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I know how Generative Adversarial Network(GAN) works but it became a daunting task to grasp the non mathematical intuition behind the expected value in the objective function

$L_D = - \left[\; \mathbb{E}_{x \sim p_{data}}[log \; D(x)] + \; \mathbb{E}_{z \sim p_{z}}[log \; (1 - D(G(z)))] \right]$

After searching I found this post where the author explains the mathematical reasoning for the expected value. I understood most of what he had written but got stuck at this,

Finally, D(x) represents the probability with which D thinks that x belongs to pdata. By writing the cross-entropy formula we get:

$H(y, D(x)) = \mathbb{E}_y[-log \; D(x)] = \frac{1}{N} \sum_{i=1}^{N}{ \; y_i \; log(D(x_i))}$

  • Is $D(x)$ here considered as a probability distribution?
  • What is the intuition behind the expected value in it?

I am aware that we use expected value to find the mean of a distribution. I am guessing when we pass real images to discriminator we get different mean of distribution when comparing to the fake images. This difference in mean difference is significant for GAN learning!?

In my knowledge expected value is written as

$E(X) = \sum_{i=1}^{k} x_i p_i$

then how are we deriving

$\mathbb{E}_y[-log \; D(x)]$

from

$\frac{1}{N} \sum_{i=1}^{N}{ \; y_i \; log(D(x_i))}$

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Is $D(x)$ here considered as a probability distribution?

Yes. In fact, it is the probability of label or class given an input feature vector or image, denoted as $p(c|\mathbf{x})$. Here are a few resources to better understand this:

What is the intuition behind the expected value in it?

Unfortunately, in my opinion, the notation is a bit misleading. In general, the cross entropy between two probability distributions $p$ and $q$ with the same support $\mathcal{X}$ is:

$$ H(p,q) = -\mathbb{E}_{p(x)}[\log{q(x)}] = -\sum_{x\in\mathcal{X}} p(x) \log{q(x)} \tag{1} \label{eq1} $$

This means that the expression:

$$ -\frac{1}{N} \sum_{i=1}^{N}{ \; y_i \; log(D(x_i))} \tag{2} \label{eq2} $$

Is just the cross entropy multiplied by the scalar $\frac{1}{N}$. I think this notation is misused because in the context of classification, both distributions $p$ and $q$ are discrete, and so the cross entropy is just a summation. Instead, I think the multiplication by $\frac{1}{N}$ is used to show that expression in \ref{eq2} is an approximation of the expectation in equation \ref{eq1} as the sample mean. However, as I said, all distributions are discrete, so the multiplication by $\frac{1}{N}$ is unnecessary. Also, since we want to minimize the cross entropy with respect to $q$ (see here and the links above for why), then it does not make a difference whether we multiply the cross entropy by $\frac{1}{N}$ or not.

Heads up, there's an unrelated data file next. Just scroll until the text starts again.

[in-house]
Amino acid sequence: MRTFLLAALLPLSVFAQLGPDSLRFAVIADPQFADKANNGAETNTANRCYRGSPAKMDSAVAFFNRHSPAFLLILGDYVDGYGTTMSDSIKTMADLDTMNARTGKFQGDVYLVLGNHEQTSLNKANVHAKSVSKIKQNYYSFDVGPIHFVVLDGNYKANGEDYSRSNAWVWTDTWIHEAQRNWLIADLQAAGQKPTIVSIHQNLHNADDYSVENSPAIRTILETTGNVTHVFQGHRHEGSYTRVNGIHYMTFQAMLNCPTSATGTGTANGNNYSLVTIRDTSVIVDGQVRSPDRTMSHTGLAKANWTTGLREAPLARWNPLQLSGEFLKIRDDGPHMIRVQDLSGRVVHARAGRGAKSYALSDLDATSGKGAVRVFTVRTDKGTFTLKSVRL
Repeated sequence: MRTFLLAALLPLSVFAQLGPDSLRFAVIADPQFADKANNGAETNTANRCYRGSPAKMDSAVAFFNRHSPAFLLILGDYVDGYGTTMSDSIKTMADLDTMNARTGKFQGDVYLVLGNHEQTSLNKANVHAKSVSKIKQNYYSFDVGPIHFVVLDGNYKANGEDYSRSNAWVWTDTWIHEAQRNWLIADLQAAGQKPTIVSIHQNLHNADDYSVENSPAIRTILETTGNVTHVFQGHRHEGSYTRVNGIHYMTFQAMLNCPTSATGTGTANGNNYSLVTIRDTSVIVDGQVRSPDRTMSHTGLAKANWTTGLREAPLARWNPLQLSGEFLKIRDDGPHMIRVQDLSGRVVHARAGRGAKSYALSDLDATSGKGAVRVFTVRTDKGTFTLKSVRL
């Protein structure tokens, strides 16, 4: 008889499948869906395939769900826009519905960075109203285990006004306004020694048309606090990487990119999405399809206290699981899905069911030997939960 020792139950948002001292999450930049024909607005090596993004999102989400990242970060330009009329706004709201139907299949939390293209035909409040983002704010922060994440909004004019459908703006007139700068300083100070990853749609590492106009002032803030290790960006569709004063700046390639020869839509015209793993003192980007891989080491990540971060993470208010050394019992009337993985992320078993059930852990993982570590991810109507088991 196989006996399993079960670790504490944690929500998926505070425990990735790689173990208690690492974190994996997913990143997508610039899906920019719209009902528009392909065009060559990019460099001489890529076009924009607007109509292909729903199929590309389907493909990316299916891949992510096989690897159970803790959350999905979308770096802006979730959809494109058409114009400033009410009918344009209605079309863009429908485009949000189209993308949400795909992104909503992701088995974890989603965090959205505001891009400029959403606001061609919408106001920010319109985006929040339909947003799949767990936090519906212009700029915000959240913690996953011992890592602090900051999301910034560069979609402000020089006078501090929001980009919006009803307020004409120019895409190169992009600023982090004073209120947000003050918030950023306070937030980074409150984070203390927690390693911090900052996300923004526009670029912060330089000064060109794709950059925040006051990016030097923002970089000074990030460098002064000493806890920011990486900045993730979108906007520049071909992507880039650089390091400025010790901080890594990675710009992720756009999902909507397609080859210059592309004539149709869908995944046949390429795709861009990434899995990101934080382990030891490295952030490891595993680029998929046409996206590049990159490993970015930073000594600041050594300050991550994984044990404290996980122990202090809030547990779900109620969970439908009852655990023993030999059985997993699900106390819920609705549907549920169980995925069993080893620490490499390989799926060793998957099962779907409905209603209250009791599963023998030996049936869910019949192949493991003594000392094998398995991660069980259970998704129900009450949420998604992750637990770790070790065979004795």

UPDATE

It turns out that although the scalar $\frac{1}{N}$ does not serve a theoretical purpose, it serves a practical one. The scalar $\frac{1}{N}$ is used to normalize the negative log-likelihood (cross entropy) function to make its gradients smaller, and therefore allows larger step sizes to be chosen if an iterative optimization procedure, such as gradient descent, is used to minimize the cross entropy function. These larger step sizes are desirable because if backtracking line search is used to find the optimal step size, then it will be easier/quicker to find this optimal step size if it is larger.

For example, consider the gradient descent update rule: $$ \theta_{k+1} \leftarrow \theta_{k} - \alpha \cdot \nabla_{\theta} f(x;\theta) $$ Where $\alpha$ is the step size and $f(x;\theta)$ is some function parameterized by $\theta$. Suppose that $f$ was replaced with the expression in $\ref{eq2}$. Also, notice that in $\ref{eq2}$, if the factor $\frac{1}{N}$ was not there, then as $N$ increases, the value of the summation will also increase. The gradient of this summation would also be a function of $N$, such that as $N$ increases, the gradient increases in value too. This would mean that the steo size $\alpha$ would need to be smaller in order to achieve the same overall step in $\theta$ according to the gradient descent update rule.

However, if we multiply this summation by the factor $\frac{1}{N}$, then the gradient of the summation will also be a function of $\frac{1}{N}$, such that if $N$ increases, then the gradient may not increase as much as before. This will help keep gradients small such that the step size $\alpha$ does not need to be as small to achieve the same overall step according to the gradient descent rule.

As further motivation for the use of $\frac{1}{N}$, suppose that we start with $\theta_0=1$ and we know that the optimal $\theta$ is $\theta^*=0$. Also, suppose that $N$ is larger (e.g. $N=1,000$). Without $\frac{1}{N}$, the term $\nabla_{\theta} f(x;\theta)$ in the gradient descent update rule would be very large, and if $\alpha\approx 0.05$, then the new value of $\theta$ after only 1 iteration would be extremely small (even negative), clearly overshooting our target of $\theta^*=0$. If we re-introduce $\frac{1}{N}$ while keeping $\alpha$ the same, then the value of $\theta$ after 1 iteration will still be smaller, but not as much as before.

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